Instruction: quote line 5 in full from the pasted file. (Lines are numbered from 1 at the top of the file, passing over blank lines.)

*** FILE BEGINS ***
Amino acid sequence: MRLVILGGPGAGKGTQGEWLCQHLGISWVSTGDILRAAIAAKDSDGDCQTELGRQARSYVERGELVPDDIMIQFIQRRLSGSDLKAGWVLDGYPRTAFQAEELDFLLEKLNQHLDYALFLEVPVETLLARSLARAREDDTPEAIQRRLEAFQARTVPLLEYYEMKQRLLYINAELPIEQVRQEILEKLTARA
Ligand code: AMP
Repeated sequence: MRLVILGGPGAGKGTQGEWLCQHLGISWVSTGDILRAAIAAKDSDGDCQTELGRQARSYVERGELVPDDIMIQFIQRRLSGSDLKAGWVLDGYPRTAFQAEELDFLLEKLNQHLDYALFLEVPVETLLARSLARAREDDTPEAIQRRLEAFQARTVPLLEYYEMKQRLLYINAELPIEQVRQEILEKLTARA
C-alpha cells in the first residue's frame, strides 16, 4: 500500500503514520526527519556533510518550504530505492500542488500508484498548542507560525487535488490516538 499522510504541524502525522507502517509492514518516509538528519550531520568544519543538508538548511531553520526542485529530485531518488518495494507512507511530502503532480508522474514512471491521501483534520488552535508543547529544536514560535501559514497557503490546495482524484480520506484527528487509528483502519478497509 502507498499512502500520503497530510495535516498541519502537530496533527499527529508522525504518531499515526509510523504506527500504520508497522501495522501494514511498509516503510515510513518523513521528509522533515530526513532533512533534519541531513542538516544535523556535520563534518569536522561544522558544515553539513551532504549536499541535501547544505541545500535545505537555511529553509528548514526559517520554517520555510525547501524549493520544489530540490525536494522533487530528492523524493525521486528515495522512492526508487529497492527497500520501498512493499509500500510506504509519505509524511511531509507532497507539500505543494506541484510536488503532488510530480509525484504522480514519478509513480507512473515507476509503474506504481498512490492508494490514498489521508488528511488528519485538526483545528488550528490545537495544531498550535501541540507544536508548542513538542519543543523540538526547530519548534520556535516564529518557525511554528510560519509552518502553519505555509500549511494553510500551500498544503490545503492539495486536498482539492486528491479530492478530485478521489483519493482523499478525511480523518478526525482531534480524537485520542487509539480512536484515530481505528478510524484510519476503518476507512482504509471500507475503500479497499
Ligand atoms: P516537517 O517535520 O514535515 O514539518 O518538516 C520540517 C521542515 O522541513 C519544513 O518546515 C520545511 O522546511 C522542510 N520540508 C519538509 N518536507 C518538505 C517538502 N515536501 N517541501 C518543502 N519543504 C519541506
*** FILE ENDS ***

Ligand atoms: P516537517 O517535520 O514535515 O514539518 O518538516 C520540517 C521542515 O522541513 C519544513 O518546515 C520545511 O522546511 C522542510 N520540508 C519538509 N518536507 C518538505 C517538502 N515536501 N517541501 C518543502 N519543504 C519541506